"Everybody laughed at us and said, 'There's no way,' " says Smith. "We found a local distributor and took in about $27,000 in advertising in one month, without a product, without a contract, on a handshake and a smile."

Using a survey based on the 30 most frequently asked questions by some 500 parents they polled on child-care issues, Smith and Satterfield profiled 422 Washington-area child-care facilities. They researched book chapters on the "Rights of Working Mothers," "Childbirth Options," "Budgeting for Your Baby," "Choosing a Pediatrician," and "Options for Infants," among others. They charted the facilities, costs and attitudes of nine area hospitals on child birth. They catalogued services, agencies and products available here for infants and children.

Between the two of them, over the 18 months from the conception of the resource center to the publication of the 512-page Metropolitan Mothers at Work Book ($8.95), Smith and Satterfield had or conceived four children. They experienced a 45-minute, unmedicated birth and a 20-hour labor climaxing in an emergency Caesarean. They tried six different child-care arrangements, endured debilitating morning sickness and suffered two miscarriages.

Reflecting the "crisis in child care in this area," says Smith, book sales have been brisk and panicky calls to the office average 20 a day.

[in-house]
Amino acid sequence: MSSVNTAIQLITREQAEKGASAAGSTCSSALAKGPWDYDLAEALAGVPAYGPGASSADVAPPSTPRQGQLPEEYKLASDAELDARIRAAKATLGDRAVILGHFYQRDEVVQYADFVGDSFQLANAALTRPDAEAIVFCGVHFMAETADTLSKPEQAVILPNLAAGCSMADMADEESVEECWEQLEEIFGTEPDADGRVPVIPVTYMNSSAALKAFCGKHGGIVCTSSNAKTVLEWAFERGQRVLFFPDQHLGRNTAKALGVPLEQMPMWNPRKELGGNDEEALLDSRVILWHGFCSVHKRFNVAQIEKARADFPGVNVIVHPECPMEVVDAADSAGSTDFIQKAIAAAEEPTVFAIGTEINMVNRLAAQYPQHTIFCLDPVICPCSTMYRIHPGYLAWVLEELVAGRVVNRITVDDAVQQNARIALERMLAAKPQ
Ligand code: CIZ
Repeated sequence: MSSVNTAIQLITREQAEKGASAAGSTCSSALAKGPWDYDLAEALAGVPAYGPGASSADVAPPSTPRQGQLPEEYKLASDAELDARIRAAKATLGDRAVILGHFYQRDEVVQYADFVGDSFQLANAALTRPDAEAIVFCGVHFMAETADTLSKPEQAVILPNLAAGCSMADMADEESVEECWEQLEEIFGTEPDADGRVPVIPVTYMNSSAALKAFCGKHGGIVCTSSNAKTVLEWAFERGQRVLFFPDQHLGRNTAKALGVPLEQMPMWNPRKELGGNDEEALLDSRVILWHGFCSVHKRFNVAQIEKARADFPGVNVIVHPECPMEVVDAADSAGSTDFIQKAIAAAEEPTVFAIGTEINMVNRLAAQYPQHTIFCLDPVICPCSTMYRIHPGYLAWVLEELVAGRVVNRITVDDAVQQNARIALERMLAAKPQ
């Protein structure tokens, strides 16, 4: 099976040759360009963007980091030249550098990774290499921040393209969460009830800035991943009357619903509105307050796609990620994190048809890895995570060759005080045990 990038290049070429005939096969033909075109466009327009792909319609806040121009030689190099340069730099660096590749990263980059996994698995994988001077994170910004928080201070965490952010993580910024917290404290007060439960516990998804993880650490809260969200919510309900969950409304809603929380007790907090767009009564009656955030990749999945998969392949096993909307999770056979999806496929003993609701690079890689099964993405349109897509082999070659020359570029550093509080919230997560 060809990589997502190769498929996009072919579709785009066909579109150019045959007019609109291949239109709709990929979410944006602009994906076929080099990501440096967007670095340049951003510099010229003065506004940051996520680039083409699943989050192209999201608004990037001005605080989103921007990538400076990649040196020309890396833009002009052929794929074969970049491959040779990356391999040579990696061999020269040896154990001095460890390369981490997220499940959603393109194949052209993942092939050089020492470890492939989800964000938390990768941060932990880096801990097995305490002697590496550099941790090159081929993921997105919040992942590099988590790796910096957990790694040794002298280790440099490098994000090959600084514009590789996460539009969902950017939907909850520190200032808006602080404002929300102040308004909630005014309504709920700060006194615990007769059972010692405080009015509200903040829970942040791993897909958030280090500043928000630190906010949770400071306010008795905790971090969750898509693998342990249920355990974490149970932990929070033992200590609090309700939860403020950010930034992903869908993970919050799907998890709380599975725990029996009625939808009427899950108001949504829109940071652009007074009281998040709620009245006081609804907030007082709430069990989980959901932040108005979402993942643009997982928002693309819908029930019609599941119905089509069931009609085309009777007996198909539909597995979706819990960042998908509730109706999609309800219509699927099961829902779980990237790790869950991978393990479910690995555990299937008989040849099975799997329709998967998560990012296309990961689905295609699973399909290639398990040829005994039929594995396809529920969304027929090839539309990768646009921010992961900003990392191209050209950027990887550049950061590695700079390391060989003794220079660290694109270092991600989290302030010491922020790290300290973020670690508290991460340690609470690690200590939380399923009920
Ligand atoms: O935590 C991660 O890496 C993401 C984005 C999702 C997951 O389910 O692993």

Finding proper infant and child care seems to be an insurmountable task for many new parents, say Smith and Satterfield. Openings at many of the licensed and better known child-care centers are often filled, and the more than 75 percent of child-care facilities and homes in the area that operate without a license rarely advertise their services and aren't easy to locate.

Smith recalls a woman who recently called in tears. She worked at Children's Hospital and, since having her baby, had been away from work for three of the allotted four months leave. "She thought that four months to find child care would be enough, but it wasn't," says Smith. "She had one month to go and was pulling out her hair. She had called every single listing in Montgomery County that provided infant care. She couldn't find anything and she was petrified."

Smith coached her over the telephone on how to write a classified ad that would attract response. "If you write a newspaper ad that's filled with 'musts' -- must be nonsmoking, must speak English, must have own transportation, must have child-care experience, must have references -- you're limiting your possibilities.

"Rather, write 'warm, loving environment, care for three month old, bus line, salary negotiable, perfect English not required.' She called me a week later, totally ecstatic. She had gotten 200 responses from the ad. She interviewed 20 people and had her pick of 10.

Smith, who pays about $150 a week for a 20-year-old woman to care for her baby at her home, says the cost of child care catches most first-time parents by surprise: "Most people don't realize the expense of it. They look at the cost of the formula, equipment, diapers -- but they forget about the child care.

"It is a lot of money. It is the fourth biggest expense of any household -- housing, food, taxes and child care. We counsel thousands of mothers who call us up lamenting the cost of their child care. But when you add it up, it isn't that much to pay for the child who is the most important person in your life."

For more information on Metropolitan Mothers at Work Inc., (301) 986-0725.